Letybo Earns FDA Approval, Hugel Expands Its Global Aesthetic Market Leadership

Letybo Earns FDA Approval, Hugel Expands Its Global Aesthetic Market Leadership

The global aesthetic medicine market was valued at $82.5 billion in 2023 and is expected to grow at a compound annual growth rate (CAGR) of 8.3 percent from 2024 to 2030.

Hugel, a Korean medical aesthetics company, recently announced that it has received marketing approval from the US Food and Drug Administration (FDA) for its botulinum toxin, Letybo (letibotulinumtoxinA-wlbg), for the treatment of glabellar lines.

With this approval, Hugel becomes the first and only Korean company to have market approvals in all three major aesthetic markets: the US, Europe and China.

“We are thrilled with the FDA’s approval of Letybo. This is a huge achievement for Hugel as we focus on becoming a top aesthetics brand in the US,” said James Hartman, president of Hugel America in the news release. “As South Korea’s leading neurotoxin brand, our quality facial injectables are trusted by millions and we cannot wait to help even more people achieve their aesthetic aspirations.”

Glabellar lines emerge within the glabella, the area of skin situated between and above the eyebrows and directly above the nose. These lines manifest as a consequence of facial muscle activity beneath the surface, notably during expressions like talking, yawning, laughing or frowning. The glabella experiences muscle contractions that result in the inward squeezing of the forehead muscles, leading to the formation of these lines.

Initially, these lines might only be noticeable during specific facial expressions in youth, but over time, the surrounding tissue may develop persistent wrinkles.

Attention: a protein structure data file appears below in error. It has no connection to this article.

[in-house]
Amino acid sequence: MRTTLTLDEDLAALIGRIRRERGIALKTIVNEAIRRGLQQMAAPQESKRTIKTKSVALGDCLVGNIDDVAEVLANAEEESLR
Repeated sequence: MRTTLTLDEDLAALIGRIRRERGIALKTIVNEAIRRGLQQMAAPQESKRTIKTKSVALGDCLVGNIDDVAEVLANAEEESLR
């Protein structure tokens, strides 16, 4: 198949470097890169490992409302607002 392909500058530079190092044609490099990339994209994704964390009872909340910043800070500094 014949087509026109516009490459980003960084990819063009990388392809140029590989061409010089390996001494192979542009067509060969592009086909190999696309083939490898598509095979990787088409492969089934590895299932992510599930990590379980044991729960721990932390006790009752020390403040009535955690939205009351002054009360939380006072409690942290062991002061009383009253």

Numerous doctors offer minimally invasive treatments aimed at reducing the visibility of frown lines. Among the most widely sought-after options are botulinum toxin injections, commonly referred to as Botox or Dysport. These injections function as neuromodulators: when administered into a muscle, they induce relaxation and restrict its movements, effectively diminishing the appearance of frown lines.

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How Does Letybo Work?

Letybo is classified as an acetylcholine release inhibitor and neuromuscular blocking agent. This prescription medication is injected into muscles and is intended for adults seeking temporary improvement in the appearance of moderate to severe glabellar lines situated between the eyebrows. It is specifically indicated for the temporary enhancement of these lines linked to the activity of the corrugator and/or procerus muscles in adult patients.

When administered intramuscularly at therapeutic dosages, Letybo functions by obstructing cholinergic transmission at the neuromuscular junction, thereby inhibiting the release of acetylcholine. As acetylcholine is blocked, muscle activity is temporarily reduced, leading to the diminished appearance of glabellar lines.

Efficacy and Safety of Letybo